Russia: Ros Atkins explains history of nuclear weapon build up
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On Wednesday Russia’s Foreign Minister Sergei Lavrov warned that if a third world war were to occur, it would involve nuclear weapons and be destructive. The comments reported by the RIA news agency come several days after Vladimir Putin ordered Moscow’s nuclear arsenal be moved to special alert, owing to what he claimed were “aggressive statements” from the West.
How many nuclear weapons does Russia have?
All figures are estimates but according to the Bulletin of the Atomic Scientists, Russia has the largest supply of nuclear weapons in the world.
Moscow owns approximately 4,447 warheads – the devices that trigger a nuclear explosion – of which 1,588 are deployed on ballistic missiles and heavy bomber bases.
A further 977 strategic warheads and 1,912 nonstrategic warheads are kept in reserve by the Kremlin.
Hans M Kristensen and Matt Korda, writing for the Bulletin of the Atomic Scientists, said: “Of the stockpiled warheads, approximately 1,588 strategic warheads are deployed: about 812 on land-based ballistic missiles, about 576 on submarine-launched ballistic missiles, and possibly 200 at heavy bomber bases.”
Moscow has been accused by human rights groups – such as Amnesty International – and Ukraine’s ambassador to the US of attacking Ukrainian targets with a mixture of “illegal” cluster and vacuum bombs.
A vacuum bomb, or thermobaric weapon, sucks in oxygen from the surrounding air to generate a high-temperature explosion.
Typically, it produces a blast wave of a significantly longer duration than that of a conventional explosive and is capable of vaporising human bodies.
Defence expert General Sir Richard Barrons told Sky News: “The sort of equipment [like] an intercontinental ballistic missile – that means it reaches from Russia to the US and obviously into Europe.
“The warhead at the front of it has a yield of between 300 and 800 kilotonnes.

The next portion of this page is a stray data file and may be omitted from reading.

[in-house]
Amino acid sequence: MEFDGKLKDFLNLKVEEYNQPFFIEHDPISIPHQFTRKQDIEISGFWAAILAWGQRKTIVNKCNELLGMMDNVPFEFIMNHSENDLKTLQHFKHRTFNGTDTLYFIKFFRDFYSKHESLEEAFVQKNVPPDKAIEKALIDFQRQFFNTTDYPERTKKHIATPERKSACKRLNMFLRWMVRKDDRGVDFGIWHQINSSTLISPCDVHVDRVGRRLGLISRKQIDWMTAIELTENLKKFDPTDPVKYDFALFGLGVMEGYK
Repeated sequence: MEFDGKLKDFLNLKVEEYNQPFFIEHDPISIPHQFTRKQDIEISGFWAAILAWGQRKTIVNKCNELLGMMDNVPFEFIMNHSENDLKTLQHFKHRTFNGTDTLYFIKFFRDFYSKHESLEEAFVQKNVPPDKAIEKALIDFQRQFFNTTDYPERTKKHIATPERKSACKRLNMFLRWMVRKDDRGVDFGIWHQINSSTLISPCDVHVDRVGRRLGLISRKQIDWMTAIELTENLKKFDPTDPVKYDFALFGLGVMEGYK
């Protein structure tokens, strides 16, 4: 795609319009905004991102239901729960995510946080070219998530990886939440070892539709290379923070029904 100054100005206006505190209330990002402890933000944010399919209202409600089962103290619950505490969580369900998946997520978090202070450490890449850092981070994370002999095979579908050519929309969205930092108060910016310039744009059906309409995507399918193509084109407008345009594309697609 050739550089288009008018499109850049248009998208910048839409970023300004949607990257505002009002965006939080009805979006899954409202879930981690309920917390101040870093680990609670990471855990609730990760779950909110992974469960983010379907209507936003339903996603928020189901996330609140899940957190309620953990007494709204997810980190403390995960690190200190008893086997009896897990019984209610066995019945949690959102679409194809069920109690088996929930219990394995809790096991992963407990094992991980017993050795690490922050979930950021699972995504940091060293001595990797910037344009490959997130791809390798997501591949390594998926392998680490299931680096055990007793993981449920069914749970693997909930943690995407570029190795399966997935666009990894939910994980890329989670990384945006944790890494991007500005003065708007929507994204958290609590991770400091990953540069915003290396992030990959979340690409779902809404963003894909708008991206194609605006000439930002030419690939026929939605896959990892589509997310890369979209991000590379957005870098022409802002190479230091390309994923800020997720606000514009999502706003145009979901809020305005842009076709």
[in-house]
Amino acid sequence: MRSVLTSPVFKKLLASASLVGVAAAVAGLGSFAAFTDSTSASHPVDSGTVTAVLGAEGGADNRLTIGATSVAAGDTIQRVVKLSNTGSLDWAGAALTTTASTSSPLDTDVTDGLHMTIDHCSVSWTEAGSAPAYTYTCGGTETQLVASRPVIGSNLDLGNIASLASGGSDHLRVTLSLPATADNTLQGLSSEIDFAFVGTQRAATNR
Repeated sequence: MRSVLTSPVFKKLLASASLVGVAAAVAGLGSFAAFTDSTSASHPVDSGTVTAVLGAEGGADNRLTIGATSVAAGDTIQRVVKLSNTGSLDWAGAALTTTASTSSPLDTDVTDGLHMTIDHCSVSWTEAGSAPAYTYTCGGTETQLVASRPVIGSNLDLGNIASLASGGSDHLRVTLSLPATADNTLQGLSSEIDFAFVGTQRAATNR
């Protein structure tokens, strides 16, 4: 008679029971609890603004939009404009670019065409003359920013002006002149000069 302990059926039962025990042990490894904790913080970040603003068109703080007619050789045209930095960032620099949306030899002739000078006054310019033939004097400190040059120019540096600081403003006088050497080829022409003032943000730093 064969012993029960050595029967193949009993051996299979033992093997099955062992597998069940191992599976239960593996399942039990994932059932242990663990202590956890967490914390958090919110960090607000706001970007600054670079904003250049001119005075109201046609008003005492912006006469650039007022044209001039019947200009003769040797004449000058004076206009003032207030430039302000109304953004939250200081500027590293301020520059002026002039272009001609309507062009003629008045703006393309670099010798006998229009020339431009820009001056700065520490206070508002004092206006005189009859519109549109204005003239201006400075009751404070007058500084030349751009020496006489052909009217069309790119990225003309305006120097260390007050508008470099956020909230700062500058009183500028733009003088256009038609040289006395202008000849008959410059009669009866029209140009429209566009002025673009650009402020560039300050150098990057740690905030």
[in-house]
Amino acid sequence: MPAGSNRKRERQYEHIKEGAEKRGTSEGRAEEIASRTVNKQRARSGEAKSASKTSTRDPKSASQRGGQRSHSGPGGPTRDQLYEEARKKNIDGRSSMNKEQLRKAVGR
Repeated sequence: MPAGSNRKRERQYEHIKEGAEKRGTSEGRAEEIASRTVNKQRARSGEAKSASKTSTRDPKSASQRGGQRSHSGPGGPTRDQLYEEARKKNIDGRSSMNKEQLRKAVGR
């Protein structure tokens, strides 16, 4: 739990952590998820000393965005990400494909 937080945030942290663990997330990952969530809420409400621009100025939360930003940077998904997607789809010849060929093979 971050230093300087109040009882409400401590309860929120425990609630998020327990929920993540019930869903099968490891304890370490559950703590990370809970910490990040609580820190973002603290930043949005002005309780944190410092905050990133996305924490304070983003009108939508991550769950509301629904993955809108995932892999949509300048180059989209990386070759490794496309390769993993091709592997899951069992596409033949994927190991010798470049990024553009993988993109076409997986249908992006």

“Three hundred kilotonnes is enough to destroy Washington or London or Paris.”
Could Russia use its nuclear weapons?
Mr Putin’s decision to move Russia’s nuclear weapons to special alert does not signal that the Kremlin intends to use them.
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Ben Wallace, UK Defence Secretary, told reporters last Monday he doesn’t expect Russia’s President to use nuclear weapons in his pursuit of Ukraine.
He said: “We should be worried that a state like Russia believes that the rules don’t apply to them, whether that is invading Ukraine or using nerve agent in Salisbury, but fundamentally a deterrent is what it is, a deterrent.
“As much as he might be ambitious for Ukraine, I don’t think he wants to go into that space.”
Quotes attributed to Mr Lavrov suggest that while the Kremlin is acutely aware of using their nuclear arms as a deterrent, there is also an appreciation for the devastation they would lead to, including for Russia.
Mr Putin himself has warned in the past about the dangers a nuclear war could trigger. In December 2018 he said if nuclear weapons were used in conflict it “would lead to the collapse of the entire civilization and maybe our planet”.
The conflict in Ukraine has now entered its eighth day following a full-scale invasion by Russian forces last week.
More than one million people have now fled Ukraine, according to the United Nations (UN), into neighbouring countries such as Poland and Hungary.
On Wednesday local officials in the port city of Kherson said Russian forces had seized control of the area.
Kherson is the first major Ukrainian city to be taken over since the invasion began.
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